AVCT: Re-branding the matchfunding appeal
With barely any resource the fundraising campaign hadn't been well communicated. The Heritage Lottery Fund (HLF) programme is called the Catalyst Endowment Challenge – this name meant little to the target audience, and 'endowment' has a negative connotation to anyone who remembers mortgage mis-selling. The CEO suggested a logo incorporating the organisation's existing logo that also indicated the time-limit on the challenge. "For a Lifetime" was chosen to rebrand the appeal – the more that could be raised for the charity's endowment fund the more it could ensure the site would remain open in perpetuity.
Before and after:
AVCT: On-site messaging
The on-site communication, when I started work, gave a confusing message: misleading banner headlines began "£500,000 has been awarded..." before clarifying that this money was a matchfunding pledge reliant on AVCT raising the same amount. I created on-site messaging to position the cemetery as a valuable, inclusive and welcoming community resource (donors are more motivated to give to people more than to things!) – much of the original appeal focused on the Cemetery's earlier rescue and restoration need.
These posters appeared on-site at the same time as new signage that included a suggested donation to enter the free site. Donations in the on-site donation boxes increased by 30% in the first two months.
One donor, who gave £1,000 to the appeal, said she had done so as a response to the A1 posters shown above (which were displayed near the café). To thank her, I invited her to a 'breakfast bacon-butty tour' – she later encouraged two of her siblings to donate a total of £1,500.
AVCT: Social media
Fundraising efforts gained impetus in the final two months of the campaign. In May, I posted a stories about donations made with the donor's motivations. In June I ran a social media campaign on Facebook and Twitter. With 'Cemetery Trust' added to the standard logo to emphasise charitable status, I created a series of 12 facts about AVCT's status, social enterprise activities, gratitude to our volunteers and supporters, need for fundraising and 'the ask', signposted to our Virgin Money donation page – the results show increased donations and engagement.
[screen shot taken 13 July 2016]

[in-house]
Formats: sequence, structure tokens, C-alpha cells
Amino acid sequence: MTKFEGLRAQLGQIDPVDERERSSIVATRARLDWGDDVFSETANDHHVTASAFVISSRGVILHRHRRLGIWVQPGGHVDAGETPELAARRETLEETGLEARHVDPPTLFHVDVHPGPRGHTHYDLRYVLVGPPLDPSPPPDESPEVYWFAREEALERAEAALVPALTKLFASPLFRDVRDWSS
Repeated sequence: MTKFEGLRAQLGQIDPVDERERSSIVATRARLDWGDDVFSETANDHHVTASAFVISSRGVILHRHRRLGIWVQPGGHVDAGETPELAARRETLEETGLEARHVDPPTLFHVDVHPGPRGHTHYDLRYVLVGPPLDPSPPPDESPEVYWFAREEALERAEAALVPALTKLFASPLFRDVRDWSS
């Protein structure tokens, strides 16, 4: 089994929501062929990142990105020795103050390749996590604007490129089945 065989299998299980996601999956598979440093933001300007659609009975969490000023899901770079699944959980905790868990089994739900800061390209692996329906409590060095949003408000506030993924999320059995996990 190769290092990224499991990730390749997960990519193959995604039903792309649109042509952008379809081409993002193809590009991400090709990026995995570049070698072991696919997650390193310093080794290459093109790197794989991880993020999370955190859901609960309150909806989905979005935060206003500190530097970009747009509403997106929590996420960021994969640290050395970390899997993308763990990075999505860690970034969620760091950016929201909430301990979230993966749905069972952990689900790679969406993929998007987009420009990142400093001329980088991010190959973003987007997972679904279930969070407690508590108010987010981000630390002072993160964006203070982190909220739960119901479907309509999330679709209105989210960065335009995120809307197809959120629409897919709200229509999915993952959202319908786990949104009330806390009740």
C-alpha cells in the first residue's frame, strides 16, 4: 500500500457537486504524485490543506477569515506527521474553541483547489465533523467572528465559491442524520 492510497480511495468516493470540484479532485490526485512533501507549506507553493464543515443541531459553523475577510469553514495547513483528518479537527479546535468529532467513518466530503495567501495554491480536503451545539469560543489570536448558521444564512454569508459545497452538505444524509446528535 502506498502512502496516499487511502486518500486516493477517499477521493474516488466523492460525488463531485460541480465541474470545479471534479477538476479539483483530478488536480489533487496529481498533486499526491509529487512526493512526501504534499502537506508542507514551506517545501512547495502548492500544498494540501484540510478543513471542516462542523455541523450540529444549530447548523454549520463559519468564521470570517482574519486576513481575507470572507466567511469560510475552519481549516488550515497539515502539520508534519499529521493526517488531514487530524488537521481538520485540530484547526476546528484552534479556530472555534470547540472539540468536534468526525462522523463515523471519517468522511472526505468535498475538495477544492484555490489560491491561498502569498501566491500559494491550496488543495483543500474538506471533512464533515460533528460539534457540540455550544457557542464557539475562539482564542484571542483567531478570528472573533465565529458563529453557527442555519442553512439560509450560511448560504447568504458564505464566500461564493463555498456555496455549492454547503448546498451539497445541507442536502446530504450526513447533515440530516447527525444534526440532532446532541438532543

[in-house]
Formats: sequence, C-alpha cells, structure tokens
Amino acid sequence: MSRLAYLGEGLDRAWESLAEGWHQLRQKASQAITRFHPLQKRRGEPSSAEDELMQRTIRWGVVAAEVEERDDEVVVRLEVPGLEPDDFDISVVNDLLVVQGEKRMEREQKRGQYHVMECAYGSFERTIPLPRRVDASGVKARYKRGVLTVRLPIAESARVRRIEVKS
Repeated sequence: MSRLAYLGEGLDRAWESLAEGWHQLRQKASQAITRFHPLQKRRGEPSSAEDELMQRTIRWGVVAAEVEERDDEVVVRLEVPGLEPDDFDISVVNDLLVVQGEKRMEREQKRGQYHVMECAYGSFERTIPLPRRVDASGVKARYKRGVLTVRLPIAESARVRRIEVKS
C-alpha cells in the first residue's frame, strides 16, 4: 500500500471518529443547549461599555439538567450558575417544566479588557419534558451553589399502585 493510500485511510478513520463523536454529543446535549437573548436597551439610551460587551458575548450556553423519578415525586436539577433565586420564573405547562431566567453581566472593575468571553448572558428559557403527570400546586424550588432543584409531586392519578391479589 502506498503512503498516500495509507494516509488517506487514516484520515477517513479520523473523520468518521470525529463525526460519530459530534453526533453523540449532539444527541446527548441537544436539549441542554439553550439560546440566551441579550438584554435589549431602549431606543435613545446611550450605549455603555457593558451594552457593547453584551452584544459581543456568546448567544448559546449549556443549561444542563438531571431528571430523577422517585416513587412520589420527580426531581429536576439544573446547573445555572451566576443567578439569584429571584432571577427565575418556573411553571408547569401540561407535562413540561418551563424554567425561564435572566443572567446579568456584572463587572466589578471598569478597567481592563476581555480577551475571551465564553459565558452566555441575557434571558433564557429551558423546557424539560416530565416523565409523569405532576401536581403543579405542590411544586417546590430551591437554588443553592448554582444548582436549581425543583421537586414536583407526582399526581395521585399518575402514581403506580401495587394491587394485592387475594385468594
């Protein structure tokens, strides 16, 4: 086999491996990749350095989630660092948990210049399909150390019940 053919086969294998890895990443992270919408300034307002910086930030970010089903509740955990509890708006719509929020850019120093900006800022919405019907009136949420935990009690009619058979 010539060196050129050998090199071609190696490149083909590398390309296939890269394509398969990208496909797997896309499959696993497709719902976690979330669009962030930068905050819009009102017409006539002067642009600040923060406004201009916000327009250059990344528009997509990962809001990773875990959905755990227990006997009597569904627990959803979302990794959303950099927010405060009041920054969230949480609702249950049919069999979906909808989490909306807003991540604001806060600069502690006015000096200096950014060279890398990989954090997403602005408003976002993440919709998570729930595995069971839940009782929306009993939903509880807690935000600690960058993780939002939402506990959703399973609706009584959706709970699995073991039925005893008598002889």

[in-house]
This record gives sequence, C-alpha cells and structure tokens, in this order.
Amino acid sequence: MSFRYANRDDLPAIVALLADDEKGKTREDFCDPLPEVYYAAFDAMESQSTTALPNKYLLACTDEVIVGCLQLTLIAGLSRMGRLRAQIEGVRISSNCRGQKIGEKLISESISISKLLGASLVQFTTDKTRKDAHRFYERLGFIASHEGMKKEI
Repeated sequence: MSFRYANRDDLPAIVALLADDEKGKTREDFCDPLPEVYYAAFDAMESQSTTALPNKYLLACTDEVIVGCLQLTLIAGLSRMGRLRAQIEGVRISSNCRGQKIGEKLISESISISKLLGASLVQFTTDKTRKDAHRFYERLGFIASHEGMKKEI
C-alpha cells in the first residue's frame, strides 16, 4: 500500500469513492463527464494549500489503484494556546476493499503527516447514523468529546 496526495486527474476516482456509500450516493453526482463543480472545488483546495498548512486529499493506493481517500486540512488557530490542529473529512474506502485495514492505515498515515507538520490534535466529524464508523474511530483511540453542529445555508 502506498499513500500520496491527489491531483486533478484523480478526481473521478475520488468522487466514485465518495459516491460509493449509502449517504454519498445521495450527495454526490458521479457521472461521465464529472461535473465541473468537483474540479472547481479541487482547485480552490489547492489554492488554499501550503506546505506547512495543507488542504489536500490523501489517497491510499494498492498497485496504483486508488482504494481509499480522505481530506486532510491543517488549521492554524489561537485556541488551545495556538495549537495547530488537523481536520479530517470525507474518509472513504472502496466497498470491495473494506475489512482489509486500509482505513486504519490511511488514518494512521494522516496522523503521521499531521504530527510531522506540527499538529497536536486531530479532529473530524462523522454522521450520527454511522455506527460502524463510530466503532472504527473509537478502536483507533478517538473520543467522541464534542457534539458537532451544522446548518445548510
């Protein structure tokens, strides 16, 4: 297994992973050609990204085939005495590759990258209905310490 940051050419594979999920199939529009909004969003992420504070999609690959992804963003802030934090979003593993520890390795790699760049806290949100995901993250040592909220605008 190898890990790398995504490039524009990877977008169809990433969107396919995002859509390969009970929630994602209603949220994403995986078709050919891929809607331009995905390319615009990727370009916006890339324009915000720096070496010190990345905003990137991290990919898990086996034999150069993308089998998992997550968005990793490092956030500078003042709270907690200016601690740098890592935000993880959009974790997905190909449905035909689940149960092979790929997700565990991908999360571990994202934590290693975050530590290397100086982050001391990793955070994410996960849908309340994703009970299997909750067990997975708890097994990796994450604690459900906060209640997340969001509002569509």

AVCT: Re-framing the ask
Arnos Vale Cemetery Trust had been born out of a resolute community campaign to save and restore dilapidated historic site which was re-opened to the public in 2010. Arnos Vale was developing its business model and community relationships, yet its local importance had not been recognised in AVCT's case-for-support communications, which still concentrated on the original campaign slogan "saved but not safe".
The cemetery is: heritage, architecture, history, education, nature conservation, local park, café, arts venue, working cemetery, wedding venue and activities for children and the community. The common thread was the people to whom the site had meaning. With Arnos Vale situated in a deprived ward, I put them at the centre of our funding applications, and case-for-support brochures, using more engaging language; emotive images and infographics to tell the story.
A double page spread from an application to a grantmaking gives quantitative visitor information, emphasised by the inforgraphic, lists achievements (funders often look favourably on organisations who are working to help themselves) and illustrates community engagement.
Special interest case-for-support document
The Cemetery safeguards a memorial to the 'father of modern India' Rajah Rammohun Roy. This case-for-support document was written to build awareness within the Indian community, and historians. Copies were sent to the Indian High Commissioner who after his visit to attend the annual commemoration ceremony. A donation of £3,500 was received from a prominent British-Indian businessman to whom the document was sent.